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Professional Enterprise .NET by Scott Millett, Jon Arking

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Chapter 5. Make It Simple Again — Inversion of Control

In Chapter 3, you read about the principles of Dependency Inversion and Dependency Injection, and learned how objects collaborating together in modules can be built in a loosely coupled fashion by inverting the relationship of a dependent to its dependencies. However after moving the responsibility of creating the dependencies out of the service modules, you have been left with the problem of where and when the concrete implementations are created.

Creating Dependencies

To demonstrate the problems of constructing objects with dependencies, let's consider a simple example of a service that requires two low-level detail objects.

The TouristInformationService is a service that pinpoints places of interest on a map. The service requires a map and a dictionary of places of interest. The service has a single method, FindInterestingPlacesNear, which takes a location object and returns a map filled with places of interest. The service has been designed in a loosely coupled fashion, via a Test Driven Design methodology and you have been very strict about not to tying yourself down to any concrete implementation. Figure 5-1 shows the class diagram of the TouristInformationService.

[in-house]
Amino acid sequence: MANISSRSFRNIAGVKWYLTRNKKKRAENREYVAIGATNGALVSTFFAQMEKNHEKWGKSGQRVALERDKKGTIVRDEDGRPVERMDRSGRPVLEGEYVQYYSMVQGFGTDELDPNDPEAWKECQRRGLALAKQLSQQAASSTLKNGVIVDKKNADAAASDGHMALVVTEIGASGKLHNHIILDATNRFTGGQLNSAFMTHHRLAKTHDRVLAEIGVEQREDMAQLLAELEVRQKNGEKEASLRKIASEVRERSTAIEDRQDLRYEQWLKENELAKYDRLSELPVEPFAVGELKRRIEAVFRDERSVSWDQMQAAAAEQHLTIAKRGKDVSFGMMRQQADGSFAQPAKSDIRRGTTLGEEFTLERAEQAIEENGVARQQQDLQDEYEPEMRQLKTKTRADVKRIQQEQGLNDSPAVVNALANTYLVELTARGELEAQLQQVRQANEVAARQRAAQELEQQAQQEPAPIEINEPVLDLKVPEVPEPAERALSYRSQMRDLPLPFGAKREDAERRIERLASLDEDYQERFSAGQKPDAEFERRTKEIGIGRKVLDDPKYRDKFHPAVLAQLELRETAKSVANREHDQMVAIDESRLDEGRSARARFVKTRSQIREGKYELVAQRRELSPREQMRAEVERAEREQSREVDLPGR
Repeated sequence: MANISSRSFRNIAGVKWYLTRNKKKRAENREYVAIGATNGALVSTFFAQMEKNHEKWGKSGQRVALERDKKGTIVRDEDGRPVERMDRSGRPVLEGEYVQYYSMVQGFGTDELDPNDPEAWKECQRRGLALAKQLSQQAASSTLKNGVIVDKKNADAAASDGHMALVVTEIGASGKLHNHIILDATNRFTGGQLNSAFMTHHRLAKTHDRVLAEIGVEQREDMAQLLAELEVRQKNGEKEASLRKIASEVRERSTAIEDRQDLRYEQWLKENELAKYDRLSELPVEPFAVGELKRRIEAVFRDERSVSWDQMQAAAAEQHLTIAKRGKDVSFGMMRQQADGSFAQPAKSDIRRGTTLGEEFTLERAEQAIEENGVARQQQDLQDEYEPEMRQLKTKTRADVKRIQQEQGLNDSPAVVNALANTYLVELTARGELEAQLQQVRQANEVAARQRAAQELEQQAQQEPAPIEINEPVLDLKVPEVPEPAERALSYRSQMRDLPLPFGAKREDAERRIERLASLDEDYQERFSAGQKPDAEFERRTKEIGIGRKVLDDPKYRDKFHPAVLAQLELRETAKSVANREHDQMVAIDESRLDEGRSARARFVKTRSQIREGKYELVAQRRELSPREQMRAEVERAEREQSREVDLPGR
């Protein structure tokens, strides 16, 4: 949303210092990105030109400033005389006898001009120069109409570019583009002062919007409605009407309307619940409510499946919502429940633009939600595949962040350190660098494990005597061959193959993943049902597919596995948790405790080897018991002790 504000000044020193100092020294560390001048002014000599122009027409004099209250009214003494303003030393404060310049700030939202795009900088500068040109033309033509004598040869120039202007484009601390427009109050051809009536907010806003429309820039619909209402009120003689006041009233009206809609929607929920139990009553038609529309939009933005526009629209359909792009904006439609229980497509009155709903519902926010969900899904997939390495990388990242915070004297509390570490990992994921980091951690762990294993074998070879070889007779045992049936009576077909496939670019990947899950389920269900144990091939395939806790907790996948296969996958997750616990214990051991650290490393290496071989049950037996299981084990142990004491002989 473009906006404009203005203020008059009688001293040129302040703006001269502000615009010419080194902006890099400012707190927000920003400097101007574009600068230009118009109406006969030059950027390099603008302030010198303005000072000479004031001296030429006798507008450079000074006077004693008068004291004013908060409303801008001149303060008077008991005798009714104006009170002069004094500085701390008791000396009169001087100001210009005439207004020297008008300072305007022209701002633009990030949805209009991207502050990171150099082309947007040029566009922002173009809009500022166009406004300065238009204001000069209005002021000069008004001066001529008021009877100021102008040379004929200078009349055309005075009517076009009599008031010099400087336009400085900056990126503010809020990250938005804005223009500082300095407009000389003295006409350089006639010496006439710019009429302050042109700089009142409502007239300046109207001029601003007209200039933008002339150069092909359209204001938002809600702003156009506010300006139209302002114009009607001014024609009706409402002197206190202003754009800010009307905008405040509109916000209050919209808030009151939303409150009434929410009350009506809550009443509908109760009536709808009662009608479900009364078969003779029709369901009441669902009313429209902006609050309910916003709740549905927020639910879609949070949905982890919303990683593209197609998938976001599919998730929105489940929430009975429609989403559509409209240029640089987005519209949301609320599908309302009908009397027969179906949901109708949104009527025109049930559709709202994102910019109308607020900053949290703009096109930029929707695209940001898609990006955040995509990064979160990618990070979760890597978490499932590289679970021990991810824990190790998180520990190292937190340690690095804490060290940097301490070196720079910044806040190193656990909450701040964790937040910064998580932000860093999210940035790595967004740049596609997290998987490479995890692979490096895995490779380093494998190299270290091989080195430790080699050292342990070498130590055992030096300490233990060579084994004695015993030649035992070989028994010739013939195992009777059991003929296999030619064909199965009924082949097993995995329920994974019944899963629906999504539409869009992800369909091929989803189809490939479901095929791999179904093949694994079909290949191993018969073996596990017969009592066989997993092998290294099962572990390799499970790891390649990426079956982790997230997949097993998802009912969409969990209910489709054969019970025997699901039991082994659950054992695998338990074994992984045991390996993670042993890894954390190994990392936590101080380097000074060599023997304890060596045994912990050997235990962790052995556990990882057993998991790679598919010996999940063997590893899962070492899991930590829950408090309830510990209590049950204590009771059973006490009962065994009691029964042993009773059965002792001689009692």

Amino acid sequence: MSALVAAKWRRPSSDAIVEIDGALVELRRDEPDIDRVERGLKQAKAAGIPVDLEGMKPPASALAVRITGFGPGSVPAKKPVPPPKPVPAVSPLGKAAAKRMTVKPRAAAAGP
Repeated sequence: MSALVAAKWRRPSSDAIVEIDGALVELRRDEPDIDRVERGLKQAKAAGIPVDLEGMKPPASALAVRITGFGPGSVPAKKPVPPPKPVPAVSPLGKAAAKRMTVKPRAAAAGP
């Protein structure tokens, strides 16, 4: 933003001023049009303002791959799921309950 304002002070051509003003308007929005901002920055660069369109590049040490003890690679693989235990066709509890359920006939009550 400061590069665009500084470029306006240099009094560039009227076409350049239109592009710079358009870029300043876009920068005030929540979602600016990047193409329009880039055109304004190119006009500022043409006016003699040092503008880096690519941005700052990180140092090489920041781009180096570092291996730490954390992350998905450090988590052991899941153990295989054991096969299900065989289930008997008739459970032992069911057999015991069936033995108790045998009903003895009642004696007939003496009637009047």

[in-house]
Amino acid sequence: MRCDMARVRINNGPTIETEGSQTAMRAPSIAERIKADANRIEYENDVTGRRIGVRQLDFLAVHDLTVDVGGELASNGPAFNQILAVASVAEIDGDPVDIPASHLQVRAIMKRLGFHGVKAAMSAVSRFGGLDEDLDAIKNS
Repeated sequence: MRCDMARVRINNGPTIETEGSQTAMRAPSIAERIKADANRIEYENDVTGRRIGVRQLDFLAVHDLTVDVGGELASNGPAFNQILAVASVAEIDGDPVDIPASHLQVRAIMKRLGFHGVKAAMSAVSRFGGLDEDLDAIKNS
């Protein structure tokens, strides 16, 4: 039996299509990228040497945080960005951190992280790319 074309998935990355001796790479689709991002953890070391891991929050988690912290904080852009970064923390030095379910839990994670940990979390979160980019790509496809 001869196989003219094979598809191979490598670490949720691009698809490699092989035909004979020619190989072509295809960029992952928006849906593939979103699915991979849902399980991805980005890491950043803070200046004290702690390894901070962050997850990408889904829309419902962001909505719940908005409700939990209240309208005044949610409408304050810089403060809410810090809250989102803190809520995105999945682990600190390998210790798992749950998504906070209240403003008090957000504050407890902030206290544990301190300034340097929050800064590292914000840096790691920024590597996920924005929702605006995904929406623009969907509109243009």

Figure 5-1

Figure 5-1. Figure 5-1

You will be using this sample code to demonstrate the concepts of Inversion of Control, so let's first build the sample.

  1. Create a new blank solution ...

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